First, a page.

HomeHealthKnow more about H3N2, major cause of current respiratory illness

Know more about H3N2, major cause of current respiratory illness

According to the Indian Council of Medical Research (ICMR). Influenza A subtype H3N2 is primarily to blame for the country’s present respiratory illnesses.

“Influenza The majority of contemporary respiratory illnesses are caused by a subtype of H3N2, according to the ICMR. Which also stated that the ICMR-DHR (Department of Health Research) has created pan-respiratory virus surveillance across 30 VRLDs (Viral research and diagnostic laboratories).

According to the ICMR, influenza A H3N2 is discovered in almost half of all inpatients admitted for severe acute respiratory infections (SARI) and outpatients receiving treatment for influenza-like disease.

“Compared to other influenza subtypes, this subtype appears to result in a higher hospitalisation rate. About 92 percent of the hospitalised SARI patients with influenza A H3N2 had a fever, 86 percent had a cough, 27 percent had dyspnea, and 16 percent had wheezing. Furthermore, 16% had clinical symptoms of pneumonia, and 6% experienced convulsions, according to the ICMR.

The leading research organisation also reported that 10% of SARI patients with H3N2 needed oxygen and ICU care, while 7% did.

H3N2 has been widespread for the past two to three months, according to current data from ICMR.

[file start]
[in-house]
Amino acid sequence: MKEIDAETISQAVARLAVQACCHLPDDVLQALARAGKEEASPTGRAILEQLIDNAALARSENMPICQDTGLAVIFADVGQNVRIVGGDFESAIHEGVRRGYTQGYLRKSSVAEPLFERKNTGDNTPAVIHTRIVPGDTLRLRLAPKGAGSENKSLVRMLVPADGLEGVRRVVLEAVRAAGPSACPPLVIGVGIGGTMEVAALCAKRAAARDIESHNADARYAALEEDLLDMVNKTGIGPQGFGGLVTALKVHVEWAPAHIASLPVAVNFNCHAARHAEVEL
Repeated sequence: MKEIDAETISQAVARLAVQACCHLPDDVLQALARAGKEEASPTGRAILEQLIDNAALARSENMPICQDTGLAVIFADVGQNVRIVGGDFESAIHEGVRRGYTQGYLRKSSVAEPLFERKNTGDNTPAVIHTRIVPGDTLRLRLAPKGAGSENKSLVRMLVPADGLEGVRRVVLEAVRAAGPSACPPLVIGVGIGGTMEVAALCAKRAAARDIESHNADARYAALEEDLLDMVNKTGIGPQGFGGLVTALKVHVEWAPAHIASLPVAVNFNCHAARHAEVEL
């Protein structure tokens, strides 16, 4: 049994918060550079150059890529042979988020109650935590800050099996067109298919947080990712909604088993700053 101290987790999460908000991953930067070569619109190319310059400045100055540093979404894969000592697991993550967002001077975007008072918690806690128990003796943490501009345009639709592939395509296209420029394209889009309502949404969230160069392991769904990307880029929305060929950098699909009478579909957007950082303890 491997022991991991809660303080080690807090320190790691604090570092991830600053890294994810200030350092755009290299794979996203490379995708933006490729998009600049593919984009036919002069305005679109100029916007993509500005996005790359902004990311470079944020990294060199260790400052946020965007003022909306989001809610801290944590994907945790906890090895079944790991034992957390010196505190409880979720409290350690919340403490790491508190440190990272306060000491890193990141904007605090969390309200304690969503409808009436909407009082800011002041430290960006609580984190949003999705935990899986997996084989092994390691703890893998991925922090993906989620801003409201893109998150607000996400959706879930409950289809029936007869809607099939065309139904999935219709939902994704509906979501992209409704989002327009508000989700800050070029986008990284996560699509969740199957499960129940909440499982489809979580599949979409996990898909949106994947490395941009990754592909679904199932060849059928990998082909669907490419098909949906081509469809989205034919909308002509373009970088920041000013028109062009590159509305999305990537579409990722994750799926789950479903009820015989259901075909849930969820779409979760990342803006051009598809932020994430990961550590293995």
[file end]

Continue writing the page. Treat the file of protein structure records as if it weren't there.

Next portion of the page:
“There has been a dramatic rise in the number of patients exhibiting cough, nausea, vomiting, sore throat, fever, body soreness, and, in some cases, diarrhoea. According to the Indian Medical Association, cough might last for three weeks while fever subsides after three days (IMA).

Furthermore, according to the IMA, instances typically affect those under the age of 15 and over 50. Together with fever, some people are also suffering upper respiratory infections. The precipitating factor “air pollution” is another.

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There is no need for antibiotics, thus medical professionals were recommended to merely treat symptoms. The IMA made the observation that people often begin taking antibiotics like athreycin and amoxiclav. Without regard for dosage or frequency and quit once they begin to feel better. “This needs to cease as it leads to antibiotic resistance,” they continued.


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